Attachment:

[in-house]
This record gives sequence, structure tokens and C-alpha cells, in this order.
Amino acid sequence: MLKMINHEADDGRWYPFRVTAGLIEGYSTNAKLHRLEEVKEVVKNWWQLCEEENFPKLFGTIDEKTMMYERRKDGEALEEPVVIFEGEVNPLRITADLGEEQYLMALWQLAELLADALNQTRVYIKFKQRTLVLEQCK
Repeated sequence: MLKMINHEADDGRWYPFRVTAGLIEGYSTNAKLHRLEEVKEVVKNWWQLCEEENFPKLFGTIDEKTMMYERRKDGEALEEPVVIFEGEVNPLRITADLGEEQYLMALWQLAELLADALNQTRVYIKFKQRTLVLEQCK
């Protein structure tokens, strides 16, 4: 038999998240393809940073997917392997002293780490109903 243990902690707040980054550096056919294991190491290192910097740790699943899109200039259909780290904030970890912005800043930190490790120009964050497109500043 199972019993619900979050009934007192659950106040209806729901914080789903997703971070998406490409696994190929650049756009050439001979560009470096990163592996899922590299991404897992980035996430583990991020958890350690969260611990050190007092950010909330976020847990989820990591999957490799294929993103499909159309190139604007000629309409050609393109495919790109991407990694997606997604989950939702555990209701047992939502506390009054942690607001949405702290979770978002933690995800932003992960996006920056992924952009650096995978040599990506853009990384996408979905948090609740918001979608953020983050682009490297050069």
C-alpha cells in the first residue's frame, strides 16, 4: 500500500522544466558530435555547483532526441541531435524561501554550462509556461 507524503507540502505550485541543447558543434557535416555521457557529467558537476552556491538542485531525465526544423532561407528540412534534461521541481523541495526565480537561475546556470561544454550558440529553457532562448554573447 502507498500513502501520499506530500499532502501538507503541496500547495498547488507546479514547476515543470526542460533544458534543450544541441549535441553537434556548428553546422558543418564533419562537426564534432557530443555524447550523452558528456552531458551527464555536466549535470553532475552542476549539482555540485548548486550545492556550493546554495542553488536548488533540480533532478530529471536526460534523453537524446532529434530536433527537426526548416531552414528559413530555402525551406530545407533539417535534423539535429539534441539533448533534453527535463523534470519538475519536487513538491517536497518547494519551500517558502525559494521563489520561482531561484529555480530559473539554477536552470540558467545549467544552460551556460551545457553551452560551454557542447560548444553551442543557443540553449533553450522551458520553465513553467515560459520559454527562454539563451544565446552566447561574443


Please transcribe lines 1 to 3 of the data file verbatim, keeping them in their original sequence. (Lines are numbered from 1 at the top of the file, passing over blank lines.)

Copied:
[in-house]
This record gives sequence, structure tokens and C-alpha cells, in this order.
Amino acid sequence: MLKMINHEADDGRWYPFRVTAGLIEGYSTNAKLHRLEEVKEVVKNWWQLCEEENFPKLFGTIDEKTMMYERRKDGEALEEPVVIFEGEVNPLRITADLGEEQYLMALWQLAELLADALNQTRVYIKFKQRTLVLEQCK